Andi Dela Torre - ANDLTORRE.COM
Pakistan Diaries: Snaps & Stories
The Islamic Republic of Pakistan is a predominantly Muslim country in South Asia known for its intricate mosques, delicious cuisine, and textile industry.
In today’s post, I’ll share some of my favorite photos from our trip last year to Lahore, also referred to as the City of Gardens (the capital of Punjab). It’s the second most populous place in Pakistan after Karachi.
Let’s start with breakfast. The first thing we tried was the Desi Nashta, a filling platter that consists of halwa puri (deep-fried bread) and four delicious dips: chanay, aloo bhujia, yogurt, and halwa. We also had it with Lassi, a refreshing yogurt milk drink.
For lunch and dinner, we had the same food for the rest of the weeks we were there. While basmati rice was available, we had pizza, burgers, shawarma, and naan bread with beef stew most of the time. I noticed that wherever we went, they had big servings.
The mother of our host also prepared homemade meals for us, all of which were amazing. Her thoughtfulness and hospitality are highly-appreciated.
People & Outfits
People of Pakistan
Pakistanis are friendly, and the majority we’ve met were generous. I’ll be honest, though, we had one unpleasant experience with a local; who we felt tried to take advantage of us being foreigners. Other than that, we had a great time. I enjoyed the instances in which I got to chat with some girls I met at the mall, the Wagah border, and the stopover (since there are not a lot of women walking outside when we go out).
The pretty girl below is Amman. I met her while queuing for the restroom at a fast food chain. Since the person inside the toilet was taking so long, we just started talking and vibed. After finishing our turns in the restroom, she introduced me to her parents, and we took a photo. I introduced her to my husband and our friend as well. Then, she handed me a paper bag and said it was a gift from their family. I was confused at first but had no negative instincts about it, so I accepted the gift and thanked them. It was a brand-new Pink sling bag. Amman expressed she was happy to see a tourist because she said they don’t have as many visitors in Pakistan. Meeting her was the best part of my day on that day. I was still sick, but receiving their gift made me feel better. Well, not exactly the item, but the thought of leaving me with something to remember.
Side story: hours after that photo was taken, I vomited inside the car on our way back to the city. I instinctively grabbed a plastic bag; so I did not make a mess, but we had to stop at the highway because I needed some air. We were still 5-6 hours away. Anyway, we arrived home safely and were able to rest.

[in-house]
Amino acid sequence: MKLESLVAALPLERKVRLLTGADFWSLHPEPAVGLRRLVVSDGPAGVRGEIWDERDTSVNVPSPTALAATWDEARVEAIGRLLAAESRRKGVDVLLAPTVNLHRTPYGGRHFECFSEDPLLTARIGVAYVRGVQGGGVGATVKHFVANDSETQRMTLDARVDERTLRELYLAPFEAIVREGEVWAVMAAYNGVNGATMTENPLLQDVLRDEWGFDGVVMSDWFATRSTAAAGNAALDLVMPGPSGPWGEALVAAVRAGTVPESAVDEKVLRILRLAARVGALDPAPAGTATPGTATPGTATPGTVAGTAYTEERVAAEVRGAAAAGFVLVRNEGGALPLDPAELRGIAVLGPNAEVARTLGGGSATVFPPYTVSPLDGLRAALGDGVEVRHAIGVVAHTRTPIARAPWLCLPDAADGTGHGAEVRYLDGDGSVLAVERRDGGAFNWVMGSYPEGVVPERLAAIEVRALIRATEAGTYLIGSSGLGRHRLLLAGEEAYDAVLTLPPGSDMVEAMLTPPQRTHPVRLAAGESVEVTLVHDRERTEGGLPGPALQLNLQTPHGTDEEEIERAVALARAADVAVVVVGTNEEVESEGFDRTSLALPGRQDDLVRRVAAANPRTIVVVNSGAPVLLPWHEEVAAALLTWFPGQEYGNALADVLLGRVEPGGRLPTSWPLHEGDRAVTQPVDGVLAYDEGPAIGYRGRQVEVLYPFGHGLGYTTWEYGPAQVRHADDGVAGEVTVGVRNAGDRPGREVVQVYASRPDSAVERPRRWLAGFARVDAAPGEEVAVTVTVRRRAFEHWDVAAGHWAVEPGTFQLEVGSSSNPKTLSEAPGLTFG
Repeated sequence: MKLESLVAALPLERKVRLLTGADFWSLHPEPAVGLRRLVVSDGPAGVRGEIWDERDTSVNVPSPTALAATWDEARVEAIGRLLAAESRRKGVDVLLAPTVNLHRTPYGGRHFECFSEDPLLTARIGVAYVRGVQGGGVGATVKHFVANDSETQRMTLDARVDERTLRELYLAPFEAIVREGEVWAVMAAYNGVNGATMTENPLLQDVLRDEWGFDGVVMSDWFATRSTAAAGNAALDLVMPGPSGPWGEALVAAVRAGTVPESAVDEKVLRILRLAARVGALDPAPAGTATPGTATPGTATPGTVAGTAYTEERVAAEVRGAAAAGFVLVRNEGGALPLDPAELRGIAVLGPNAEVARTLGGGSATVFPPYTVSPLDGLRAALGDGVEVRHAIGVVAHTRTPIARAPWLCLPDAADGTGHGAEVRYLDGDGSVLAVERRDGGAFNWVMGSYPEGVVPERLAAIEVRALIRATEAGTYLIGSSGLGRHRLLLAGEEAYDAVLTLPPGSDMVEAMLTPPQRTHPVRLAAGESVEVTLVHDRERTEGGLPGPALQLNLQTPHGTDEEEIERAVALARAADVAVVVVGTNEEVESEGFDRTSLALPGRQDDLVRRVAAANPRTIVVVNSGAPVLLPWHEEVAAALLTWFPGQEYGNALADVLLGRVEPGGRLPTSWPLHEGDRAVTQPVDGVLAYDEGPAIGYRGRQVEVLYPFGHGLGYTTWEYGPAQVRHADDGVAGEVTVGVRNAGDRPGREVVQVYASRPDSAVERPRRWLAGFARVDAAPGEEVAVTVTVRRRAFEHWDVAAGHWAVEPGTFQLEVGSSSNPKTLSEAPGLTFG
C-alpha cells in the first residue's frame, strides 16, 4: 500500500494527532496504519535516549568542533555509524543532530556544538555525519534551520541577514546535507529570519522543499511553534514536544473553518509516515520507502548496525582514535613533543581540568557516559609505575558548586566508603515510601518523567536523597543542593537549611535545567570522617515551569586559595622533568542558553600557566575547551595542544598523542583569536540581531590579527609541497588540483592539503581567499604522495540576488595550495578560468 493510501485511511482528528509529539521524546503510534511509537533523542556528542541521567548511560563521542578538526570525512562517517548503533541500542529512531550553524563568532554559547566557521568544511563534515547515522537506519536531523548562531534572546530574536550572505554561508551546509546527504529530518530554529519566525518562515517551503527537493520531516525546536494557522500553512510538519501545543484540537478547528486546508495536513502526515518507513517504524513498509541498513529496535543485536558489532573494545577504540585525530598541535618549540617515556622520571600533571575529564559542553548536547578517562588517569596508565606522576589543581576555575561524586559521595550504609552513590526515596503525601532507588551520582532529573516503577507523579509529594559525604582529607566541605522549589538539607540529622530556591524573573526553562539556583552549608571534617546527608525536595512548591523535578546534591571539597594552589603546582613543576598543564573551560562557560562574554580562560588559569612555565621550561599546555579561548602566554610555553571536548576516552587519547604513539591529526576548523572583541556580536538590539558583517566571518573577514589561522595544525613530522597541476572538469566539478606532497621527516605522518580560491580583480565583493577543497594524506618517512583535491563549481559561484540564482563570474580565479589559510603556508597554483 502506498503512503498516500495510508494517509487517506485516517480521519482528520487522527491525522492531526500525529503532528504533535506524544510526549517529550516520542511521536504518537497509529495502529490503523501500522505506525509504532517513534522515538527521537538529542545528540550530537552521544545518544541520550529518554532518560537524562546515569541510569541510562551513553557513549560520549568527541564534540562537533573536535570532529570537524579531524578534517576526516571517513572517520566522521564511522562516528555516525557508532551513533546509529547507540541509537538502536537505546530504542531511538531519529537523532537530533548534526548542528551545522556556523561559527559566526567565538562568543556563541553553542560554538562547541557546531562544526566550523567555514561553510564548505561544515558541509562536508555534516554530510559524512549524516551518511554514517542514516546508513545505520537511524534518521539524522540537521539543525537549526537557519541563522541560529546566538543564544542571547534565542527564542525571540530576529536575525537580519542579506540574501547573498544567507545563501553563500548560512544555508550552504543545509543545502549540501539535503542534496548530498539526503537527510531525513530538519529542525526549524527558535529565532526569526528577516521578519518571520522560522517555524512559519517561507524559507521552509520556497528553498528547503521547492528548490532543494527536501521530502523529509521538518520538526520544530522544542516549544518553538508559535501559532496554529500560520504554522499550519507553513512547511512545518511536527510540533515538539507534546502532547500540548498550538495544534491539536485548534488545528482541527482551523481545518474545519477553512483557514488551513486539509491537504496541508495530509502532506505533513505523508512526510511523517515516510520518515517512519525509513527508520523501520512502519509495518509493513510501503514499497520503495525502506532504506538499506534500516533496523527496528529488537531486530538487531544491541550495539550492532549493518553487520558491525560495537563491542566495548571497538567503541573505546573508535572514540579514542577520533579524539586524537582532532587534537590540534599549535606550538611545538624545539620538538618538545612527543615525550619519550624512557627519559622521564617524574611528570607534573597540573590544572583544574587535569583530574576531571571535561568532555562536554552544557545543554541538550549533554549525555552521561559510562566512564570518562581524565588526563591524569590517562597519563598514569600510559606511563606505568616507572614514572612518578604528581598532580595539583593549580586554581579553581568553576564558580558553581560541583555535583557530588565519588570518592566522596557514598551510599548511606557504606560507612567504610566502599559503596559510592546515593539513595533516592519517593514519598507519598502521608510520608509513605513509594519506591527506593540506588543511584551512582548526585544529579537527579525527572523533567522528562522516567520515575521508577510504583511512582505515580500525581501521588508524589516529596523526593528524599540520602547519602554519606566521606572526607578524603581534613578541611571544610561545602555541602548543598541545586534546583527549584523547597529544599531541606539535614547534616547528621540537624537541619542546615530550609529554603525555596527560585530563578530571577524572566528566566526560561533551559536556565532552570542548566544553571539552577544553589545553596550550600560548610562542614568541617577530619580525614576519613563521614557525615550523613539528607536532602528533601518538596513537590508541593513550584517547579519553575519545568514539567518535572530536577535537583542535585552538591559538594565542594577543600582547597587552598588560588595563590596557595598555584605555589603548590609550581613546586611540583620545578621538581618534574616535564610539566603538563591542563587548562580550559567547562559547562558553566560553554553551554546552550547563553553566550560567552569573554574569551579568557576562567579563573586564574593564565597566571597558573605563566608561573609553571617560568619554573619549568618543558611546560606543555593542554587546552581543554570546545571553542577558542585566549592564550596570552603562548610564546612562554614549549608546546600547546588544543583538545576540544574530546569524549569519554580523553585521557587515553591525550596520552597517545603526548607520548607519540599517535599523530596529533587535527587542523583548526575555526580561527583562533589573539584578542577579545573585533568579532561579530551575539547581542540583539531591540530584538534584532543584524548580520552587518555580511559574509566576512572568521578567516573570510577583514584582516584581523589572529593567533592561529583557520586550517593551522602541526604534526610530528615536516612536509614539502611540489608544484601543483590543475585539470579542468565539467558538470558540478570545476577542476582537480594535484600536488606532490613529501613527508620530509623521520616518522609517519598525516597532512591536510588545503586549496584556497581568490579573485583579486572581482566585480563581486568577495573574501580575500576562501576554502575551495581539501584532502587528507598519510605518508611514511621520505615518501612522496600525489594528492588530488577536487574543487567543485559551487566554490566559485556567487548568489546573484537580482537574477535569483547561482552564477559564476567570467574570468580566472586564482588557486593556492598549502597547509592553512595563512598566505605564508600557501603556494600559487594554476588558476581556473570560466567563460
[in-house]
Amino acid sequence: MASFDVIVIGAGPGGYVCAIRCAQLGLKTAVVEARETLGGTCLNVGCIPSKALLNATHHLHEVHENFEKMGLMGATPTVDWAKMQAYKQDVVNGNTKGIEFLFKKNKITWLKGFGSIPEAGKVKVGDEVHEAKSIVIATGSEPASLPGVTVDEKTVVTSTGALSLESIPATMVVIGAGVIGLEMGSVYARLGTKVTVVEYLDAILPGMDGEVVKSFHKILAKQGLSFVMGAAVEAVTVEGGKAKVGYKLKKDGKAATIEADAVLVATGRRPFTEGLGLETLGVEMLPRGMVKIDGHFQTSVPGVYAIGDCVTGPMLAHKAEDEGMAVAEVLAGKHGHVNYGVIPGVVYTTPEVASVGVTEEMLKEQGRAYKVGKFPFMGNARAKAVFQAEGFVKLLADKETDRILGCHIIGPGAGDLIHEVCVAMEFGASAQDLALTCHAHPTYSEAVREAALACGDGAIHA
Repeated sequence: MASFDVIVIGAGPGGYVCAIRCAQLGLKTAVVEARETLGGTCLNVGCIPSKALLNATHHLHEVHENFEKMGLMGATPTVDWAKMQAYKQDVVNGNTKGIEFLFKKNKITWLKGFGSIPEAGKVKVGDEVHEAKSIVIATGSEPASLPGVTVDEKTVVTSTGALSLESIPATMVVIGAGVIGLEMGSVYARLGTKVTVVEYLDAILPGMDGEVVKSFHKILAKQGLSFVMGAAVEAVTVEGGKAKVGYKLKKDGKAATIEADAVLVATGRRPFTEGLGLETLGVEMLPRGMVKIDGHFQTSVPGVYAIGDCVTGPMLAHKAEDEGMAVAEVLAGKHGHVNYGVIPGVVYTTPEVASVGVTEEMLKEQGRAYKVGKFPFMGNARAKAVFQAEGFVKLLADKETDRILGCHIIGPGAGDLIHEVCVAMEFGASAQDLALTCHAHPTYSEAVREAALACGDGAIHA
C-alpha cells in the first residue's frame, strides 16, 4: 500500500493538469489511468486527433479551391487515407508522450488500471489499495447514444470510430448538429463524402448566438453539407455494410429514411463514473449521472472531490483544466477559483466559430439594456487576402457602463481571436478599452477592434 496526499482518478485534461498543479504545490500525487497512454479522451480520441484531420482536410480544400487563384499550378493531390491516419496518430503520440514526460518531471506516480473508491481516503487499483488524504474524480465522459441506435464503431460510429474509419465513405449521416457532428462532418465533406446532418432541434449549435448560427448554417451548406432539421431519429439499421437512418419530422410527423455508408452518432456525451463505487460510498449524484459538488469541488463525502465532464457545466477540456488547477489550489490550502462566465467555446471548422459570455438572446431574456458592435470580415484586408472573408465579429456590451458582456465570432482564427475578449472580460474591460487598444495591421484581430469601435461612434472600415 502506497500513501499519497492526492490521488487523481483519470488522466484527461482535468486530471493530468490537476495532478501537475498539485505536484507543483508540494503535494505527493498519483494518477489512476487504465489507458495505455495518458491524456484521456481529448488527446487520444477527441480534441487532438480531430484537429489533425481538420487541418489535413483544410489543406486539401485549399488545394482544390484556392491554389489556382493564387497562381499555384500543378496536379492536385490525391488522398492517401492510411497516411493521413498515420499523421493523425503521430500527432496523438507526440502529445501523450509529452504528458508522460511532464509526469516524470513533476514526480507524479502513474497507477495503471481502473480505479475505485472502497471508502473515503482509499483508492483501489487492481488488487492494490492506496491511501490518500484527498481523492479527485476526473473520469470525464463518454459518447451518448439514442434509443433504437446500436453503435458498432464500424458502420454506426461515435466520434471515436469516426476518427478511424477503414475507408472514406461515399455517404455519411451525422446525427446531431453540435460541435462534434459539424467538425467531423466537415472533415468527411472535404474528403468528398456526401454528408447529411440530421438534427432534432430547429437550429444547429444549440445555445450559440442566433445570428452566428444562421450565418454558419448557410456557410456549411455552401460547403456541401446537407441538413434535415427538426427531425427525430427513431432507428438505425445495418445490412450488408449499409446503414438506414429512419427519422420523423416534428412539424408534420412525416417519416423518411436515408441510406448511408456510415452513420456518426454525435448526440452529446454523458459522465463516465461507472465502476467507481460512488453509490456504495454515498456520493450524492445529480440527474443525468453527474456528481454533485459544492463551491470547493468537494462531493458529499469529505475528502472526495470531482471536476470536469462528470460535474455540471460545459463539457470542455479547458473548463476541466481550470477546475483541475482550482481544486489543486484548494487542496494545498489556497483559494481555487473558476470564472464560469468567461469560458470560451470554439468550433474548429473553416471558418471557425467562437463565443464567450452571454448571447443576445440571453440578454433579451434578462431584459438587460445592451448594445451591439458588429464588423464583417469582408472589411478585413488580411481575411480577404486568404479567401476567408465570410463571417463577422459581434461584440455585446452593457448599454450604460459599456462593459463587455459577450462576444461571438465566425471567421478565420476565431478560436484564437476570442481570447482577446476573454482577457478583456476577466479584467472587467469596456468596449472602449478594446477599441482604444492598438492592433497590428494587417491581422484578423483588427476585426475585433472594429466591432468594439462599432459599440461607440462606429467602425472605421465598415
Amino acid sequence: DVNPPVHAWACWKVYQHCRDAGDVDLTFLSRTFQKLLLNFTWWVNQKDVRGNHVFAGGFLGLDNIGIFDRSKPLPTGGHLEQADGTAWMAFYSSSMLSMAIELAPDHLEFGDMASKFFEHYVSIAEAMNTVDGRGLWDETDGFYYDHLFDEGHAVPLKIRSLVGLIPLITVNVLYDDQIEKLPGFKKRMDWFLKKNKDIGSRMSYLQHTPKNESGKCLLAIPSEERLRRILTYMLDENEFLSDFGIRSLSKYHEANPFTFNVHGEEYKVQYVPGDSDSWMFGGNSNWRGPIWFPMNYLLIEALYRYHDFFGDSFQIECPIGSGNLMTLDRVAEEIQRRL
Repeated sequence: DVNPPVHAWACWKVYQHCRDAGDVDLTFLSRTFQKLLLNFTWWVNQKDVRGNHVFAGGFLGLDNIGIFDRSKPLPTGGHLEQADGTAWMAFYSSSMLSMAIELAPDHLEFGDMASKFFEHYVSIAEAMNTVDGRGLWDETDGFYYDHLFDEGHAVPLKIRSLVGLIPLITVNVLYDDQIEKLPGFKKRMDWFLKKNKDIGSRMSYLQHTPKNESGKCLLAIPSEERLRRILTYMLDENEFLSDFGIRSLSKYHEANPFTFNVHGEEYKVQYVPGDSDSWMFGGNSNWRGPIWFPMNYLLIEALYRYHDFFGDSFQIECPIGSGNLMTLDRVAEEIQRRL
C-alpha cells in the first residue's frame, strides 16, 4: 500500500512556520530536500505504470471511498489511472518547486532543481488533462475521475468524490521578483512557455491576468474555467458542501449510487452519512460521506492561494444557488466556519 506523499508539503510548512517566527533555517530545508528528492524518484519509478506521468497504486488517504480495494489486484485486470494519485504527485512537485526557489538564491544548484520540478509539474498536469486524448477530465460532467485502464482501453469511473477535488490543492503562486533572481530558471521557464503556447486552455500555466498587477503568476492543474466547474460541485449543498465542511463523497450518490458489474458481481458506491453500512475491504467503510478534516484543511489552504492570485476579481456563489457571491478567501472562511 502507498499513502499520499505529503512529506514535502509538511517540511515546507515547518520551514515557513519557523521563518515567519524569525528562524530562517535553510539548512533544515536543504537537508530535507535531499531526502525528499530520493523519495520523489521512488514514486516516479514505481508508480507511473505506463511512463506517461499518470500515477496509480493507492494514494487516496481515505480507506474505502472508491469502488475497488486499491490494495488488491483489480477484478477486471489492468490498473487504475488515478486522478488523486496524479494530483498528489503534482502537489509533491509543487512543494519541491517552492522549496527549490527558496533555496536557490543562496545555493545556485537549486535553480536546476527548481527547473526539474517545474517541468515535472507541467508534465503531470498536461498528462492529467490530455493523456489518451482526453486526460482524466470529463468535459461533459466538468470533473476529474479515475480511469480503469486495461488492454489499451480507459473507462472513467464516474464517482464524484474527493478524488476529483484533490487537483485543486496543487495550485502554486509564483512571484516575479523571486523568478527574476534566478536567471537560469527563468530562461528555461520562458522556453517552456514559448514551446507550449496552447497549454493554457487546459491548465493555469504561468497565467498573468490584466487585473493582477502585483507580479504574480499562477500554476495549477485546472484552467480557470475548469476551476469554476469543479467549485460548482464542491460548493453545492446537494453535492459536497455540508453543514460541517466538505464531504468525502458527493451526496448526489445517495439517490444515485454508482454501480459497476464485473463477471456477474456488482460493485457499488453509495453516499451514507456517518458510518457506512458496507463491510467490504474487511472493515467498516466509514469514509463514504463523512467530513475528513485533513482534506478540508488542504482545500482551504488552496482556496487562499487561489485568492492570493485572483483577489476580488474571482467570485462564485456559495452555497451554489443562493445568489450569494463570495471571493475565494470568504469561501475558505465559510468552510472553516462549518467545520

For my outfit, I only brought conservative clothes; no off-shoulders, sleeveless tops, or dresses. While no law prohibits women from wearing such clothing in Pakistan, it is still a Muslim country. If you plan to visit in the future, the least you can do to show respect for their social norms is to dress modestly. Keeping your makeup to a minimum is also advisable.
The Gold dress I am wearing in the photo above is a Salwar Kameez. Our host's mom lent it to me. I've got to admit it was challenging to pee since I had to fold my clothing each time, but the Salwar Kameez was beautiful. It was my first time wearing a Pakistani dress.
Beautiful Places, Safety & Security
We were able to visit some places like Jilani Park, Anarkali Bazaar, some malls, and local restaurants like Yasir Broast. But our favorites were the Wagah Border and Kalam Valley in Swat, so I’ll focus on these two.
We attended the Wagah Border ceremony, which was incredible to watch. There was so much energy from both crowds on opposite sides of the gates dividing India and Pakistan, and I was happy to see their military demonstrations.
My husband and I cheered with Pakistanis and met some people there too. Many locals thought we were Chinese or Nepali (because we share the standard Asian features), but I would always proudly reply that we were from the Philippines.
I think they see us Southeastern Asians the way we see our Southwestern counterparts. Like, if you see an Arab, the first impression would be that the person is from Saudi Arabia (when one could be from Kuwait, Bahrain, or Lebanon (whose citizens have similar physical features).
For our last stop, we went to the gorgeous Kalam Valley in Swat, a 10-hour ride from the city. It is known for its breathtaking glaciers and as the hometown of youngest Nobel Peace Prize awardee Malala Yousafzai. It wasn't snowing when we visited, but it was freezing. I couldn't imagine how cold it gets there from January to Feb (when the snow starts to form and gets thick, according to the locals).
We stayed at a hotel called Hotel Birmingham Palace, and the views from our balcony were gorgeous. The river was right beside us. Had we not gotten sick, we would have checked out what was on the higher area, where you could almost touch the clouds. There are also friendly Afghans in the area (we were 150-200 kilometers away from Afghanistan).
We also had the pleasure of meeting the owner, who helped us find transportation back to the city after we had a misunderstanding with a local who made us uncomfortable as tourists (as mentioned earlier). It’s a long story, but it just doesn’t feel right when someone tries to take advantage in any way.
There's plenty of weed in empty lots or backyards in some areas.
You can find Khewra Salt Mines (the second largest in the world) in Pakistan. Yup! They mine the famous Pink Himalayan Salts we all love.
Pakistan is the only Muslim country that possesses and manufactures nuclear weapons
The highest Polo ground is also located in Pakistan, you can find it in Shandur
Overall it felt like an educational trip.
I guess that would be all for today. For more similar posts, check out the blog page and go to the Food & Travel category.
Thank you and see you around!